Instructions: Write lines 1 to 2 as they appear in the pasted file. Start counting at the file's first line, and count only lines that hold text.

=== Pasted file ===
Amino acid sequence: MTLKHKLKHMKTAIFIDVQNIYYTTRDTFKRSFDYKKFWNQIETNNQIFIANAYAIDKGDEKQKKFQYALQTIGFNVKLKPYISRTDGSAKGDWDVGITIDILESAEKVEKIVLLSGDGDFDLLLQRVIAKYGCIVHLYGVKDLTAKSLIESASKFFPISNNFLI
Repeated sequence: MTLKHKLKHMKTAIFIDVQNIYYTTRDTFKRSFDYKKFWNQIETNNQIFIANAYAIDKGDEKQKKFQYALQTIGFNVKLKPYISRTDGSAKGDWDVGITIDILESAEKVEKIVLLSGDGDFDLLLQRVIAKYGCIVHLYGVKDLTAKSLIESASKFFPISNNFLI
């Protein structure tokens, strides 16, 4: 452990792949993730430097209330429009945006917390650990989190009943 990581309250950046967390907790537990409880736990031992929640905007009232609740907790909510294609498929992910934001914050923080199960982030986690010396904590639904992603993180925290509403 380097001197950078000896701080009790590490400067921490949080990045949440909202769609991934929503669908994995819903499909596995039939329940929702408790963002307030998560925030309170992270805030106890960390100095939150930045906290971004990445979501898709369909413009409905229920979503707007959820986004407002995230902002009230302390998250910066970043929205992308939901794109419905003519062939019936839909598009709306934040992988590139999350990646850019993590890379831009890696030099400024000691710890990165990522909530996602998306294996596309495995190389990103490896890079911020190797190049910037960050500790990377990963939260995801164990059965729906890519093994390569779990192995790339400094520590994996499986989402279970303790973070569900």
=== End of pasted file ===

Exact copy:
Amino acid sequence: MTLKHKLKHMKTAIFIDVQNIYYTTRDTFKRSFDYKKFWNQIETNNQIFIANAYAIDKGDEKQKKFQYALQTIGFNVKLKPYISRTDGSAKGDWDVGITIDILESAEKVEKIVLLSGDGDFDLLLQRVIAKYGCIVHLYGVKDLTAKSLIESASKFFPISNNFLI
Repeated sequence: MTLKHKLKHMKTAIFIDVQNIYYTTRDTFKRSFDYKKFWNQIETNNQIFIANAYAIDKGDEKQKKFQYALQTIGFNVKLKPYISRTDGSAKGDWDVGITIDILESAEKVEKIVLLSGDGDFDLLLQRVIAKYGCIVHLYGVKDLTAKSLIESASKFFPISNNFLI